The sun made a rare appearance, an Oak Bluffs man blazed to a course record and a jumbo lobster stuffed the consequences Saturday at the 19th annual running of the Chilmark Road Race.
Art Smith, 28, of East Chop and Cambridge ignored soaring summer temperatures en route to winning the five-kilometer (3.1-mile) race down Middle Road by a wide margin in a record 14 minutes, 38 seconds.
It was Mr. Smith’s second straight victory at Chilmark and - as is the custom - received to cash prize, but instead a large, Island-caught lobster.
“It’s a fun race,” Mr. Smith said. “It’s probably the only race I run during the year where there isn’t [money] on the line, but I really wanted to be a part of it.”
The top female finsiher was Elaine Christy, 32, of Chestnut Hill, who sprinted to a victory in 19:34. Second place went to Jennifer Mitchell of Alexandria, Va., at 19:57.
These speedsters were clearly in the minority on Saturday. Chilmark is a casual road race, full of families, senior citizens and children. It does not emphasize winning, but participation. Everyone receives a race T-shirt. Finishing is fulfillment.
And on a tree-line, rolling stretch like Middle Road, getting to the finish line is half the fun. After the elite runners sprinted off, the main pack meandered its way over the hills toward Beetlebung Corner. One runner turned and took photographs of his friends. Two young men sang 100 Bottles of Beer on the Wall.
Photo by Max Hart.
For many people, the Chilmark Road race represents a summer reunion of sorts, a time to rekindle friendships and burn off summer calories.
L’Etoile Restaurant entered 31 runners, mostly current or former employees who wore running shirts emblazoned with the tasteful Edgartown eatery’s logo.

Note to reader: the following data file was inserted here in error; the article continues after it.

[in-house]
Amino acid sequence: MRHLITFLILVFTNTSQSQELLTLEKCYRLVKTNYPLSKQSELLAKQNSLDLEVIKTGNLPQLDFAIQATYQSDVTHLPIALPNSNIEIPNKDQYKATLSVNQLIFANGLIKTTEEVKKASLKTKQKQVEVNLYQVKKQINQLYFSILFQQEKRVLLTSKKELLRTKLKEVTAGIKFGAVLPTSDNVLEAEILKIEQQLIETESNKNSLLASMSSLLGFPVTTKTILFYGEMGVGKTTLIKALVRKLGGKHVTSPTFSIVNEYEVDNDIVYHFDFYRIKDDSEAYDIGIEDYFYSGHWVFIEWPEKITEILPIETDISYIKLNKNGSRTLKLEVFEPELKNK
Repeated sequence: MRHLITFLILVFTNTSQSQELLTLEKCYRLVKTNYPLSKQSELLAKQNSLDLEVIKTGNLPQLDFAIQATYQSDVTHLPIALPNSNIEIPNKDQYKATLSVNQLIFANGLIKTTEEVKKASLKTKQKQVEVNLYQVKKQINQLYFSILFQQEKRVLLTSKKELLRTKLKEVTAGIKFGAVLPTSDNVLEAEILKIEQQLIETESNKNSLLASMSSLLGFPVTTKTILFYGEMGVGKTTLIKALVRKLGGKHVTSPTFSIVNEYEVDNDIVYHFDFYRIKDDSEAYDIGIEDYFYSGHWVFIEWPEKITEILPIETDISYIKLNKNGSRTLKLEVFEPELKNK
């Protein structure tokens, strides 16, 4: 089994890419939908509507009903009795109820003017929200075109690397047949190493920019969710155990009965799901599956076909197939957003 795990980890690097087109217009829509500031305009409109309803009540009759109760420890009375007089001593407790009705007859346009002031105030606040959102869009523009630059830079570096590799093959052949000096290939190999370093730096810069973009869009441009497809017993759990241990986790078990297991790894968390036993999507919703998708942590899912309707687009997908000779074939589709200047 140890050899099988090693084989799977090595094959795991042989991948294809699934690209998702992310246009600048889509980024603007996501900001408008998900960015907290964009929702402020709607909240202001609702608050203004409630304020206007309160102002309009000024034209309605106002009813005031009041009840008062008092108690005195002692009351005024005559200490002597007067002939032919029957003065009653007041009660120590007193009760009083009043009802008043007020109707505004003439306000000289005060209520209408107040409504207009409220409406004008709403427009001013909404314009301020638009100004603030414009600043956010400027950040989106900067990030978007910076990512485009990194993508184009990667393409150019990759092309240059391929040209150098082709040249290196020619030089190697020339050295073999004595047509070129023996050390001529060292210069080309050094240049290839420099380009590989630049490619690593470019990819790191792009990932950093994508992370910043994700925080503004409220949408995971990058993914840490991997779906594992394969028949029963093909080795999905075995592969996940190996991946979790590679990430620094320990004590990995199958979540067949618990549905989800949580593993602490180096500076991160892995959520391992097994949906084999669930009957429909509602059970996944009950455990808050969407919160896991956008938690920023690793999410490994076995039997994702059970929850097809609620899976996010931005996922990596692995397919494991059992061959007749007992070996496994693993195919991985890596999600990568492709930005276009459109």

The Lochridge family of South Road boasted 21 runners, most direct relatives, but with a “few who had to marry into” the team, said clan chief Richard Lochridge.
While a few Lochridges posted competitive times, most were clearly there for fun.
“We got ready with a pasta dinner, some dancing, and a few late nights,” Richard Lochridge said after the race.
Prior to the race, runners noted the sudden appearance of the sun, which had been absent from Island skies for almost an entire week. Rising temperatures made water stops a priority. One runner collapsed late in the race from dehydration, and was taken to Martha’s Vineyard Hospital, where she was treated and released.
After the race, the heat became excuse number one among the runners.
“The heat wasn’t a problem for me until the very last stretch,” said Whitney Hammett, 24, of Oak Bluffs. “Then it really started blazing on my brow and the nape of my neck.”
Still, Mr. Hammett managed to finish the race in fine shape. Apres race, he and most of the other 1500-plus runners drank bottled water, slurped on Italian ices and told war stories from their respective 3.1-mile treks.
Once again, the road race was organized by Hugh Weisman, a New York architect and Chilmarker who launched the event in 1978 with 180 runners. Today, the modest run has evolved into the premier athletic event on the Island, but Mr. Weisman has kept it as laid-back as a summer barbecue.
“It was a great race,” Mr. Weisman said. “We had our first good day of Vineyard weather in what seemed to be five years. Everything went very smoothly, with one glitch where we fouled up a bunch of times in a couple of age ranges, which I really hate to have happen. Everyone feels that their times are important.”
Mr. Weisman, who devotes hundreds of volunteer hours to the race, needn’t apologize. Many slow runners will be grateful not to learn their true times. But those who want their times can check them today on the World Wide Web.
One runner who doesn’t need to check his time is Art Smith. He was clearly the best runner in Saturday’s field, and he proved it from the start.
By the quarter-mile mark, Mr. Smith - a telecommunications professional by day - had left the field in his wake and was cruising toward the Middle Road hills.
The heat didn’t faze Mr. Smith, either. Earlier this summer, he competed with America’s finest 5,000-meter runners at the Olympic trials in Atlanta. While his bid to make the Olympic team fell short, the experience - and dealing with the southern humidity - left him more than prepared for Chilmark.
“I run here 100 per cent for fun,” Mr. Smith said. “And I like getting the T-shirt.”